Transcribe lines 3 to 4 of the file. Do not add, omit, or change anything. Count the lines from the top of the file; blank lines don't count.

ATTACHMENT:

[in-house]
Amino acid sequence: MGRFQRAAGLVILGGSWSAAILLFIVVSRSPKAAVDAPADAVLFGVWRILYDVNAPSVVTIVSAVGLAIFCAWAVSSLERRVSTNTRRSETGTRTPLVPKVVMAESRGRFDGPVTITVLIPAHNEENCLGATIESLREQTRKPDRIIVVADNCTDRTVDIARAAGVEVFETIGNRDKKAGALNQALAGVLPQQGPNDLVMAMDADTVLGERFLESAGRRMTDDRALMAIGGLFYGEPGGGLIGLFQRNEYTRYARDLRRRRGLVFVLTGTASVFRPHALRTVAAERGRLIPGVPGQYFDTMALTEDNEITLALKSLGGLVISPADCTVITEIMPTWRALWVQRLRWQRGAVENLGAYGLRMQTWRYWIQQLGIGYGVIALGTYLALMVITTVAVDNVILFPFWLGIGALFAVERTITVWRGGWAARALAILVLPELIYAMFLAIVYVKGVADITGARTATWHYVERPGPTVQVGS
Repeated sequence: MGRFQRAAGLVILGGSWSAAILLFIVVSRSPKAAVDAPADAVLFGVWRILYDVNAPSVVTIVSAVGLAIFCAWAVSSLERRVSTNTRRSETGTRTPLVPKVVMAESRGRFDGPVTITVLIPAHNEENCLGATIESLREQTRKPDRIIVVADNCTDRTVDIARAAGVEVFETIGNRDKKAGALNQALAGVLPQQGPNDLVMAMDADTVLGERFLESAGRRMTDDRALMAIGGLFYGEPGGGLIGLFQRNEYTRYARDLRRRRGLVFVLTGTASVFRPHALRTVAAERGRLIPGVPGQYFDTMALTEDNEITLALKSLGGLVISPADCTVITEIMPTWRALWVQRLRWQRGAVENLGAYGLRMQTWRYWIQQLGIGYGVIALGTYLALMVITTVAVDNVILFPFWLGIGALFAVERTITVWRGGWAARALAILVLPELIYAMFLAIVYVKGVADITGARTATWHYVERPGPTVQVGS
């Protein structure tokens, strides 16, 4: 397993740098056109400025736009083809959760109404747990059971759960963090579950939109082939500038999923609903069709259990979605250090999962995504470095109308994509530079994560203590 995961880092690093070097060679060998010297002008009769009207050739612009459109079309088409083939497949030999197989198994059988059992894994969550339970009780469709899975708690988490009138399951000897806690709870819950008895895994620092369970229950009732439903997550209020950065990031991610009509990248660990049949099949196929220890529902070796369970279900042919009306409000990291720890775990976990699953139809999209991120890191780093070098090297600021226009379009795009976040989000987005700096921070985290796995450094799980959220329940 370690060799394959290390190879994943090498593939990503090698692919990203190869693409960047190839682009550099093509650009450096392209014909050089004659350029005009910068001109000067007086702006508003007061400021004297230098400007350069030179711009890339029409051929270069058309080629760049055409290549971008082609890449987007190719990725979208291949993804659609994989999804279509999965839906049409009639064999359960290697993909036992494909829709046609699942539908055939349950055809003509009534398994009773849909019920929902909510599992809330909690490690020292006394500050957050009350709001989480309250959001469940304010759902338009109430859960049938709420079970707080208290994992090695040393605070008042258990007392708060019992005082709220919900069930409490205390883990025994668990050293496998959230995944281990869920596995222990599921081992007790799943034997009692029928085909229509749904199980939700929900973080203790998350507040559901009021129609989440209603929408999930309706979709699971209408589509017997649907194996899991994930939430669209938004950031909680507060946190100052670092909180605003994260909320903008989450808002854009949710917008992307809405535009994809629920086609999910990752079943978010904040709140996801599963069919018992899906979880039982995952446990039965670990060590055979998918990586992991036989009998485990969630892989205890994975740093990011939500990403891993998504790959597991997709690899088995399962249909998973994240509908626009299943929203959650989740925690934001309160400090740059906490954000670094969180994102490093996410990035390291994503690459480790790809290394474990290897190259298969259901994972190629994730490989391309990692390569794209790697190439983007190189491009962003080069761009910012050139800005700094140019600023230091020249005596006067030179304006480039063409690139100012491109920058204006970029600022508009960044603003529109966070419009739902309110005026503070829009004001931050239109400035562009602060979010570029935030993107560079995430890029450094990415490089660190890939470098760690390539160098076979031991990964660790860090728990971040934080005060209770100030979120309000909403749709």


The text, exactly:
Repeated sequence: MGRFQRAAGLVILGGSWSAAILLFIVVSRSPKAAVDAPADAVLFGVWRILYDVNAPSVVTIVSAVGLAIFCAWAVSSLERRVSTNTRRSETGTRTPLVPKVVMAESRGRFDGPVTITVLIPAHNEENCLGATIESLREQTRKPDRIIVVADNCTDRTVDIARAAGVEVFETIGNRDKKAGALNQALAGVLPQQGPNDLVMAMDADTVLGERFLESAGRRMTDDRALMAIGGLFYGEPGGGLIGLFQRNEYTRYARDLRRRRGLVFVLTGTASVFRPHALRTVAAERGRLIPGVPGQYFDTMALTEDNEITLALKSLGGLVISPADCTVITEIMPTWRALWVQRLRWQRGAVENLGAYGLRMQTWRYWIQQLGIGYGVIALGTYLALMVITTVAVDNVILFPFWLGIGALFAVERTITVWRGGWAARALAILVLPELIYAMFLAIVYVKGVADITGARTATWHYVERPGPTVQVGS
């Protein structure tokens, strides 16, 4: 397993740098056109400025736009083809959760109404747990059971759960963090579950939109082939500038999923609903069709259990979605250090999962995504470095109308994509530079994560203590 995961880092690093070097060679060998010297002008009769009207050739612009459109079309088409083939497949030999197989198994059988059992894994969550339970009780469709899975708690988490009138399951000897806690709870819950008895895994620092369970229950009732439903997550209020950065990031991610009509990248660990049949099949196929220890529902070796369970279900042919009306409000990291720890775990976990699953139809999209991120890191780093070098090297600021226009379009795009976040989000987005700096921070985290796995450094799980959220329940 370690060799394959290390190879994943090498593939990503090698692919990203190869693409960047190839682009550099093509650009450096392209014909050089004659350029005009910068001109000067007086702006508003007061400021004297230098400007350069030179711009890339029409051929270069058309080629760049055409290549971008082609890449987007190719990725979208291949993804659609994989999804279509999965839906049409009639064999359960290697993909036992494909829709046609699942539908055939349950055809003509009534398994009773849909019920929902909510599992809330909690490690020292006394500050957050009350709001989480309250959001469940304010759902338009109430859960049938709420079970707080208290994992090695040393605070008042258990007392708060019992005082709220919900069930409490205390883990025994668990050293496998959230995944281990869920596995222990599921081992007790799943034997009692029928085909229509749904199980939700929900973080203790998350507040559901009021129609989440209603929408999930309706979709699971209408589509017997649907194996899991994930939430669209938004950031909680507060946190100052670092909180605003994260909320903008989450808002854009949710917008992307809405535009994809629920086609999910990752079943978010904040709140996801599963069919018992899906979880039982995952446990039965670990060590055979998918990586992991036989009998485990969630892989205890994975740093990011939500990403891993998504790959597991997709690899088995399962249909998973994240509908626009299943929203959650989740925690934001309160400090740059906490954000670094969180994102490093996410990035390291994503690459480790790809290394474990290897190259298969259901994972190629994730490989391309990692390569794209790697190439983007190189491009962003080069761009910012050139800005700094140019600023230091020249005596006067030179304006480039063409690139100012491109920058204006970029600022508009960044603003529109966070419009739902309110005026503070829009004001931050239109400035562009602060979010570029935030993107560079995430890029450094990415490089660190890939470098760690390539160098076979031991990964660790860090728990971040934080005060209770100030979120309000909403749709």